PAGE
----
Elder abuse is increasing
Sunday, March 27, 2005
- Organization: The Associated Press
Elder abuse is increasing as state's population grows older, officials say
SACRAMENTO -- Police said Kathleen Wilson fell in the kitchen of her Fairfield home in October 2003 and was left there until the remains of the 79-year-old woman were found 10 days ago.
Jane Edwards, 80, was discovered dead of pneumonia last month, after lying for up to two weeks in garbage in the Moorpark mobile home she shared with her son. Investigators said she died at least a day before he called for help.
The women's sons have been charged with abuse in the cases.
Horrifying as the accounts are, they're becoming more commonplace in California, where the state Department of Justice estimates 1 in every 20 elderly people are abused or neglected, but just 1 in 5 cases are reported.
About 200,000 elderly Californians suffer abuse or neglect each year -- two-thirds of them by family members, officials estimated.
It's even a problem at elderly care facilities, with more than 40 percent of the state's 1,352 nursing homes cited for abuse.
With a $6 million, three-year public awareness campaign set to end in July, politicians differ about what must be done next to let people know the extent of the problem.
The program mandated by state lawmakers involved television, radio and billboard ads depicting abused seniors. There were also brochures, tip sheets, posters and a "Citizens Guide to Preventing and Reporting Elder Abuse" in English and Spanish.
In September, Republican Gov. Arnold Schwarzenegger vetoed a bill proposed by Democratic Attorney General Bill Lockyer to convene an elder abuse council to improve coordination among state agencies by the end of this year.
Schwarzenegger said he believes there is a better way, ordering his Office of Emergency Services to review all existing programs and recommend improvements by the end of 2006. Hearings will start in May, said spokesman Eric Lamoureux.
Some officials said it's critical to take action as soon as possible.
"These things are happening every day," said Peggy Osborn, who runs the attorney general's elder abuse prevention program. "As our elderly population grows, I think it's occurring more. I think what we're seeing is only the tip of the iceberg."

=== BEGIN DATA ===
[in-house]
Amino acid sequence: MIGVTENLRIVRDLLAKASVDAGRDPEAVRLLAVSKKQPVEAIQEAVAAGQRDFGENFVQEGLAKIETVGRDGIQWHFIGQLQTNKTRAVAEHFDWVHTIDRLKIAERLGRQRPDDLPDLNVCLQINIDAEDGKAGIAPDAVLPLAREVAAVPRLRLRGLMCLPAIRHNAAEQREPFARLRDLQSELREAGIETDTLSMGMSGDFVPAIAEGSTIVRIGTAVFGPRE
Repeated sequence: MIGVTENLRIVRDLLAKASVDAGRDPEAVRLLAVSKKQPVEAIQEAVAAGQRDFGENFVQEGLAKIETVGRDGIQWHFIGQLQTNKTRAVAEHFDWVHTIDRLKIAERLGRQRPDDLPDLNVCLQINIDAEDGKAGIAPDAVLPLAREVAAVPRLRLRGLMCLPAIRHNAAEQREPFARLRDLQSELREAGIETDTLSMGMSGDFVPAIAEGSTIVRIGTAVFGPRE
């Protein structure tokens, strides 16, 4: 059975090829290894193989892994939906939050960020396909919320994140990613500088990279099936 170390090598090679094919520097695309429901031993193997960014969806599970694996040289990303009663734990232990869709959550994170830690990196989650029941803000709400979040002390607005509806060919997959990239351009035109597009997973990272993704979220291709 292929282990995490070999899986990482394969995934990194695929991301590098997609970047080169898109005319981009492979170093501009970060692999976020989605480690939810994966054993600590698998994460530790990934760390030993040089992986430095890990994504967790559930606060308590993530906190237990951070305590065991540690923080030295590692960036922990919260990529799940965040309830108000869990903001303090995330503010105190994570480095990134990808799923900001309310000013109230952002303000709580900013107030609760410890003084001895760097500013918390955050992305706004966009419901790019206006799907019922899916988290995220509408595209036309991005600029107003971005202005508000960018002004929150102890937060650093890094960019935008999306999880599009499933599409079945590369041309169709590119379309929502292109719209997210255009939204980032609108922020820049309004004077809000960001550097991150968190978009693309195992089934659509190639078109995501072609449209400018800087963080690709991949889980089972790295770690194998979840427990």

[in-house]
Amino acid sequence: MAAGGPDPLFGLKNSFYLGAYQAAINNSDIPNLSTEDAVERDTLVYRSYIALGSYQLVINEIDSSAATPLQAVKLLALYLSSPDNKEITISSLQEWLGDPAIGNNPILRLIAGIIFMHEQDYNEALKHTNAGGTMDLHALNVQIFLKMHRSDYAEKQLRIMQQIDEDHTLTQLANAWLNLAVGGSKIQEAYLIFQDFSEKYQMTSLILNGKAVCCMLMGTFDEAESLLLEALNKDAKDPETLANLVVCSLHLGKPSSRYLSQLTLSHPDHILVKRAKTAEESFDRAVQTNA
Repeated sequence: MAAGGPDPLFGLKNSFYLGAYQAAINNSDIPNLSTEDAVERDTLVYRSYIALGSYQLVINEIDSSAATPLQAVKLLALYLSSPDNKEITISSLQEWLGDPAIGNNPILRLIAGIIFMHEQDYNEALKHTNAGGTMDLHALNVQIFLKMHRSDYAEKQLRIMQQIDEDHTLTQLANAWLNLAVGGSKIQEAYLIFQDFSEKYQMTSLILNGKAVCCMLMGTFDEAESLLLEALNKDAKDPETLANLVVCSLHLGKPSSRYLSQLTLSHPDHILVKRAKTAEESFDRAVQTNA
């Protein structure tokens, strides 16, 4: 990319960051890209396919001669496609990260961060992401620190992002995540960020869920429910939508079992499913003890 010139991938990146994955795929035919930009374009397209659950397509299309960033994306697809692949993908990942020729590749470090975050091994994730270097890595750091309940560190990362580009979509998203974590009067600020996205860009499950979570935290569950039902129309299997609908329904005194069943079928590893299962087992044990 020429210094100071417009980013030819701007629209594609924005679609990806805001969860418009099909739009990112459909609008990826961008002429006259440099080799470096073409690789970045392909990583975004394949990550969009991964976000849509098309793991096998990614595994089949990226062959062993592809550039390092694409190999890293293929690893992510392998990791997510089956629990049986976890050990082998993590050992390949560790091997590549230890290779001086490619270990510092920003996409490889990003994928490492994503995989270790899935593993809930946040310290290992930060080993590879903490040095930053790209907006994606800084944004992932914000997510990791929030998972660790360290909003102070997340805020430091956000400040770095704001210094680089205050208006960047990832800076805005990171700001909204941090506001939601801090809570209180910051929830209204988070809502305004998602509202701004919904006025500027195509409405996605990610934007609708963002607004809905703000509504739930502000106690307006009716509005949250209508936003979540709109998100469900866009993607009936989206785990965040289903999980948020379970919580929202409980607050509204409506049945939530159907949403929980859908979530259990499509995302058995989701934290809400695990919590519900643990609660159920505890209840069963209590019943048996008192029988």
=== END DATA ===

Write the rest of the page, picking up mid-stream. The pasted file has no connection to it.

A number of disturbing cases have been discovered.
Authorities said Mary Peck, 85, of Daly City, sat in the same upholstered reading chair for five months until she died of infection in May 2003 from the waste that soiled her nightgown.
Her son is set to stand trial for abuse next month. He allegedly told police he kept her alive by feeding her frozen squares of a nutrient shake.
In the southern Coachella Valley, police reported finding an elderly man in a backyard shed with a dog bowl for water.
A statewide telephone hotline set up three years ago (1-888-436-3600) has fielded more than 6,500 calls, which, Osborn said, reflects an increase in awareness.
Yet, it's neighbors and family members who suspect problems but don't report them that most troubles her. In some cases, elderly victims hadn't been seen for years before the abuse was discovered. "People need to trust their instincts," Osborn said. "If you haven't seen somebody for several years -- you need to pick up the phone."
Elderly victims of financial, physical or emotional abuse or neglect often can't or won't report problems themselves. They're embarrassed, worry they won't be believed, or want to protect their caregiver -- often a family member. They may fear they'll be shipped to an institution.
"Elder abuse victims often live in silent desperation," said Collin Wong, director of the state Bureau of Medi-Cal Fraud and Elder Abuse.
The older people get, the more vulnerable they become, officials said, and those 80 and older are the fastest-growing segment of California's population.
Elder abuse is often treated the way child abuse and domestic violence were handled until relatively recently, Wong said.
"Far too often it's been considered a family matter and not a crime," Osborn said.
On the Net:
"Citizens Guide to Preventing and Reporting Elder Abuse" at http://www.safestate.org
Elder abuse in nursing homes at http://ag.ca.gov/bmfea/elder.htm